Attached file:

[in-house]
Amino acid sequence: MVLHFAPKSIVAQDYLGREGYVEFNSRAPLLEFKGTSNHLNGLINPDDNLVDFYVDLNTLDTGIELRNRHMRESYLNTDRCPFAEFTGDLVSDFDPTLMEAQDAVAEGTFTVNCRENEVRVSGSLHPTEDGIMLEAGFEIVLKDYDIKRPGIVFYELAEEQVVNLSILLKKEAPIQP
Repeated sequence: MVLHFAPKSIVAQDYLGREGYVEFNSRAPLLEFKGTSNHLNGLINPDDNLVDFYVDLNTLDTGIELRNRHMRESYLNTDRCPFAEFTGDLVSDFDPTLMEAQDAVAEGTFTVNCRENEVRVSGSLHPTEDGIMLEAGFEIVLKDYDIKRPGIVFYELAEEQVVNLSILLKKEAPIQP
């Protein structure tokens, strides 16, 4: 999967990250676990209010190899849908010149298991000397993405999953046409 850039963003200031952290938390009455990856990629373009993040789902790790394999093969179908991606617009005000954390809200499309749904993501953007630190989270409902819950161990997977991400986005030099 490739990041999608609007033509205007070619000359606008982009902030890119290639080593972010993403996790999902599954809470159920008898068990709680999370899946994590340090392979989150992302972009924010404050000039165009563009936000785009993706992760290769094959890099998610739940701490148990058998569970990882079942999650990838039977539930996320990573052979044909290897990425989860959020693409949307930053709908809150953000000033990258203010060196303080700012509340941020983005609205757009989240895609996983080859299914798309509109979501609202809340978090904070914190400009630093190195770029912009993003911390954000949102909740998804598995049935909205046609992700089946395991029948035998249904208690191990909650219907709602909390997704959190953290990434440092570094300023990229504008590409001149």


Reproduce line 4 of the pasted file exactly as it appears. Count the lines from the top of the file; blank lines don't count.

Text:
């Protein structure tokens, strides 16, 4: 999967990250676990209010190899849908010149298991000397993405999953046409 850039963003200031952290938390009455990856990629373009993040789902790790394999093969179908991606617009005000954390809200499309749904993501953007630190989270409902819950161990997977991400986005030099 490739990041999608609007033509205007070619000359606008982009902030890119290639080593972010993403996790999902599954809470159920008898068990709680999370899946994590340090392979989150992302972009924010404050000039165009563009936000785009993706992760290769094959890099998610739940701490148990058998569970990882079942999650990838039977539930996320990573052979044909290897990425989860959020693409949307930053709908809150953000000033990258203010060196303080700012509340941020983005609205757009989240895609996983080859299914798309509109979501609202809340978090904070914190400009630093190195770029912009993003911390954000949102909740998804598995049935909205046609992700089946395991029948035998249904208690191990909650219907709602909390997704959190953290990434440092570094300023990229504008590409001149």